3. Become familiar with weekly event/food specials around your residency, and engage in them! Examples of this can include massive deals for Taco Tuesday/Thursday, Happy Hour specials, discounted movie nights (woot woot Tuesdays!) and even BOGO coffee deals during certain hours of the day. Choosing to plan your social events around these specials can lower the cost significantly and can provide some nice traditions for you and your loved ones 🙂
  4. Milk the free stuff. Guys, I LOVE free. Whether it’s free Jazz in the Park on Thursdays, store opening giveaways, free art museum or zoo days (holler, Milwaukee), perusing a bookstore and building your reading list, chilling at someone’s pool, game nights, or even more community based events, free stuff is the BEST cost. Try and balance your cost-based social events with free gatherings, and watch those dollars add up.
  5. Use a budgeting app. There’s nothing more sobering than sweet financial accountability. HA. Consider using a budgeting app that allows you to more specifically track your spending and see which areas have a bit of wiggle room (and which areas are getting into the red!). This is what helped my husband and I see what financial changes (and liberties!) we were needing to take in our lives. Our favorite is MINT.
  6. Plan specific days/times to allow yourself to engage in social spending. This places a balanced limit on how much “spending time” you are engaging in. This doesn’t deprive you from engaging in social spending, but rather allows you to moderate that a bit more through a time-bound fashion. For example, my husband and I have been reserving Friday nights for “Date Night”, where I know we are going to splurge on dinner and some sort of activity that evening (which is totally fine! We sincerely look forward to this each week). I therefore try and limit any other social spending to Thursday evenings for friend catch-up, and maybe one other small event (like a coffee or drink date) per week. This gives me the freedom to engage in social spending, but allows me to stay in a more balanced relationship with the dollars exiting the bank account.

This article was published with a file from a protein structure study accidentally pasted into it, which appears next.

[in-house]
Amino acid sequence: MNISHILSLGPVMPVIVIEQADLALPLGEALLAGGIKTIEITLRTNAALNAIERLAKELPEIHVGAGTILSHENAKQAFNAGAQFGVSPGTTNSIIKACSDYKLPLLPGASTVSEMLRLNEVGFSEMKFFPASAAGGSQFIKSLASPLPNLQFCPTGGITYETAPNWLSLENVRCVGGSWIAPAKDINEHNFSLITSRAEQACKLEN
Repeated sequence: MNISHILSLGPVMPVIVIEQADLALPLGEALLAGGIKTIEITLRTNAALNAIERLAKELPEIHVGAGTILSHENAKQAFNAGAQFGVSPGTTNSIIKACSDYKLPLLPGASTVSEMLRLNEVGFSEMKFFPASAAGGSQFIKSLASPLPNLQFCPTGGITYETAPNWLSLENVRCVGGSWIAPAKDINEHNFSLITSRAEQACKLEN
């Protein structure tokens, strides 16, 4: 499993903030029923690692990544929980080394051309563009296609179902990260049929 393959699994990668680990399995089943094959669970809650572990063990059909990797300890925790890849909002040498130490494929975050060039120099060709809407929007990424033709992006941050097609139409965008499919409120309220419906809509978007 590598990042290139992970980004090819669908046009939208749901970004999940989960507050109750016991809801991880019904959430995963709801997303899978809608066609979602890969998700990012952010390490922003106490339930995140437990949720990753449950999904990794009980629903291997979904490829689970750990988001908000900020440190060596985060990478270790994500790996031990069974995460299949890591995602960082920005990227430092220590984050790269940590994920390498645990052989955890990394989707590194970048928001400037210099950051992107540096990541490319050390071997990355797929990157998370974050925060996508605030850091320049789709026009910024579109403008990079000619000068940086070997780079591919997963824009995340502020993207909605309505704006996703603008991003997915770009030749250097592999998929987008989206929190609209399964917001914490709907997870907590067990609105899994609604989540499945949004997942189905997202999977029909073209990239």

7. Cut down on “convenience eating”. What I mean by this is the ever familiar song and dance: “I’ve just worked 10 hours straight and I’m super tired and I just want something cruunnnnncccchhhhhhhyyyyyyyyyyy.” We try to aim and make food-based social spending a social event, not a convenience event. Make sure to pack snacks along for the trip home after a long day of work before you can get to dinner, and remind yourselves that eating out is FINE, but many, MANY dollars can be saved in cutting down those convenience-eating trips (which tend to be impulsive and unhealthy, OR MAYBE THAT’S JUST ME BUT I DOUBT IT), and allows you to reserve eating-related spending in terms of quality time with others.